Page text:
On July 29, the Assembly Select Committee on the Status of Boys & Men of Color in California (ASCSBMCC) convened at the California African American Museum (CAAM) for a briefing to discuss whether the education system is addressing the needs of boys and men of color in California. The Capitol and regional hearings focused on ending mass incarceration, increasing equity in education, police accountability, integrating undocumented boys and men of color and improving school climate.
The ASCSBMCC, chaired by Assemblymembers Reginald Jones-Sawyer, Sr. (D-Los Angeles), Rob Bonta (D-Oakland) and joined with Tom Torlakson, Superintendent of the State of California, met with panels in Los Angeles to discuss the disparities and inequities in access, opportunity, and achievement for boys and men of color in California.
The panels included Dr. Earl Perkins (LAUSD, Associate Superintendent, District Operations), Dr. Ramona E. Bishop (California Association of African-American Superintendents and Administrators, President), Alex Johnson (Children’s Defense Fund Freedom Schools, Executive Director), Matthew Smith (California State University Dominguez Hills, Male Success Alliance), Julie Sinai (Roberts Enterprise Development Fund, Policy Director), Jeffery Wallace (LeadersUp, President), George Weaver (Brotherhood Crusade, Consultant), Leticia Barajas (Los Angeles Trade Technical College, Vice President) and Betty Hung (Asian American Advancing Justice, Policy Director).
The meeting addressed a number of issues that affect men and boys of color including teacher qualifications and hiring, disciplinary issues within high schools and graduation rates among other issues. The panels presented issues before the ASCBMCC members which were addressed before representatives and the public who attended the meeting.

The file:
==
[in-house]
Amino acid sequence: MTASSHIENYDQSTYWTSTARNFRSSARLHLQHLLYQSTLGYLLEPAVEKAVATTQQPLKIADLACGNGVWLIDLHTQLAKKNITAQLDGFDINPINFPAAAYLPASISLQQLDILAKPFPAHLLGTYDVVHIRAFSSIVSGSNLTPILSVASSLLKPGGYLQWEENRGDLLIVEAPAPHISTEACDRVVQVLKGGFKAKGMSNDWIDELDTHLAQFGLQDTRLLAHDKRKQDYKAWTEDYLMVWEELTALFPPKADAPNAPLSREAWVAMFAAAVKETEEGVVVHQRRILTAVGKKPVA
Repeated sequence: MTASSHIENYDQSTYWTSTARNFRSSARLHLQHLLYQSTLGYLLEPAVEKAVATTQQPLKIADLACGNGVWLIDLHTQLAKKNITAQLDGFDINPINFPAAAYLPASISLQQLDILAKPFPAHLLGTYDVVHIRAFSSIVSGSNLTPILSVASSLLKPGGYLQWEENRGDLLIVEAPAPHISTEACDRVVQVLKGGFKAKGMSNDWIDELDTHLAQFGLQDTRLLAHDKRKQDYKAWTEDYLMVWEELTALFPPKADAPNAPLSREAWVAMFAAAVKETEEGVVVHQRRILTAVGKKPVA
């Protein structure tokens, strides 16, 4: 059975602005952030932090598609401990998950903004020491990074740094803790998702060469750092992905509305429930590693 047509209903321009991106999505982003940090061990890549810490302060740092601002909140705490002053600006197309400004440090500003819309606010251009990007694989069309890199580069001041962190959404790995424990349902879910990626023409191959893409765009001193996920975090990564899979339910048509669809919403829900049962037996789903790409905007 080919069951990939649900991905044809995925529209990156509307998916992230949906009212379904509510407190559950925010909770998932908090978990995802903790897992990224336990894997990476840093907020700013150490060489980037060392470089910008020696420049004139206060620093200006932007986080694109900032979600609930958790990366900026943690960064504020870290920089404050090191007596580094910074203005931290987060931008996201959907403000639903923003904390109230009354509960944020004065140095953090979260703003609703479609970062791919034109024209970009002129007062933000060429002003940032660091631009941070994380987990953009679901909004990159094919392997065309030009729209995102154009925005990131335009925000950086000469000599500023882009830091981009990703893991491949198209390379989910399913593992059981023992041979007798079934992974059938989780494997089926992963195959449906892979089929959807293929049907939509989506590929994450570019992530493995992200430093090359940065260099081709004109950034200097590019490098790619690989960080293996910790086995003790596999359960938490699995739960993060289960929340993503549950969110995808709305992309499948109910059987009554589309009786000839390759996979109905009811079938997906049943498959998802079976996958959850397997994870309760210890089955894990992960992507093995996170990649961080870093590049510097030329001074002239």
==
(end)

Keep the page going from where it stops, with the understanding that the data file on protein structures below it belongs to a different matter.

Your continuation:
Bishop spoke on one of the panels stressing the importance of teachers and the important roles they play in the lives of their students. She feels it is important for the community to be involved in these meetings.
“Attending board meetings, if they have a child at a local school, they should be attending those school site council meetings, where a lot of decisions are made around money,” said Bishop.“Often, are communities are absent from the table and therefore those fundings, those expenditures are going somewhere else and not to our kids.”
She also addressed how she would like the ASCBMCC to focus some of their attention.
“I really think [ASCBMCC] have to consider teacher quality and training,” said Bishop, “making teaching easy for people who already have a bachelor’s degree.
“We have a lot of young people who have come back to our community and now they’ve decided that they want to be a teacher, after going to college and they just need help funding that.”
“Young people are not seeing the myriad of career pathways that exist across the private sector,” said Wallace during a panel discussion.
“There is a fundamental disconnect between educators in the private sectors around the importance of them participating in this system as a talent developing agent rather than just an educator.”
Jones-Sawyer talked about something he saw before attending the briefing that he felt shed light on the important work the ASCBMCC must continue.
“I walked passed a mother and son, an African American boy, and I overheard the young boy say, as he’s eating his burrito, ‘Is this my dinner? Is this all I’m going to eat today?’”
“And I almost stopped and didn’t come in here because of that and thought about all the nourishment that an individual could have but not just the nourishment through food. I was thinking you have [CAAM] here, the Science Center, the Natural History Museum, we have so many things that young boy, young man could also get nourishment from and all he cares about is his basic needs.
“We’re not addressing the mental needs of our young boys and men of color.”
Established in 2011, by former speaker John A. Perez and chaired by then Assemblymember Sandré Swanson, the inaugural Committee partnered with the Alliance for Boys and Men of Color to engage more than 2,000 youth, community members, and system leaders in an 18-month process that culminated in the development of ambitious Policy Platform for State Action (2012-2018). Since then, the presence and the influence of the committee has grown, resulting in the unprecedented participation of 22 assemblymembers starting 2015, representing diverse districts across the state.
For more information, please visit http://assembly.ca.gov/statusofboysandmenofcolor